Parking on Deronda Drive is a hassle, with the same sort of permit and no parking restrictions as on Mulholland Highway. This is the best option when you’re using Uber or Lyft to get here or just walking from Hollywood. If you have a car, the infinitely better option is parking on Canyon Lake Drive.
The Deronda and Mulholland Highway hikes are identical to one another once you get past that gate. In both cases, you’re walking along Mt. Lee Drive for about ~30 minutes. Sometimes you’re on pavement, sometimes you’re on dirt. This hike is easy to moderate, and is slightly over a mile long (making it the shortest hike).
At the very beginning of the route, there’s also a large clearing where you can take up-close photos of the front of the Hollywood Sign. This is the absolute closest you can get to the front of the Hollywood Sign without breaking the law.
For its combination of simplicity, short duration, and straight-on views of the Hollywood Sign in addition to the behind-the-sign perspective atop Mount Lee, this is our top pick for the “best all-around” hike to the Hollywood Sign.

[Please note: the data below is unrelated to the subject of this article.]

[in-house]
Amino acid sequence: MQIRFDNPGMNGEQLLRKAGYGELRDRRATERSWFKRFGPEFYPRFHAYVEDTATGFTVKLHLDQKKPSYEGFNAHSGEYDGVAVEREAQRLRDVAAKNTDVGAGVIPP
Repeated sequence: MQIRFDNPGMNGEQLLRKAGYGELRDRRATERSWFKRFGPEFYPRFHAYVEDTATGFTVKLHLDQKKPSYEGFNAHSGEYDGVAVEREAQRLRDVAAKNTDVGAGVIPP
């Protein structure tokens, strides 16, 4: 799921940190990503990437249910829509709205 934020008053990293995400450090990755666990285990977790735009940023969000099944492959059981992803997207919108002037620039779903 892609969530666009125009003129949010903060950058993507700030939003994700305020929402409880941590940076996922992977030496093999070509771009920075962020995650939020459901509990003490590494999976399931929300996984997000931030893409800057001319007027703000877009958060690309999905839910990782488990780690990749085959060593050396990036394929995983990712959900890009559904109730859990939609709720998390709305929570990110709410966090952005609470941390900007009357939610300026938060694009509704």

From Griffith Observatory, the easiest route is starting on Mount Hollywood Drive, and continuing alone until it meets with Mulholland Trail, and then continuing on that. Alternatively, you can start out at the Charlie Turner Trailhead, taking that trail past Dante’s View before meeting up with 3-Mile Trail, which then meets up with Mount Hollywood Drive, and so on.
There are a variety of other options from Griffith Park, which you can plot out via this map. Some of these trails wind around and offer great views of the Valley. We once took the North Trail (on accident) and found the views it offered to be exceptional. You’ll also find that Google Maps has these trails on it, but it doesn’t always route via the most direct path–which is how we ended up on the North Trail.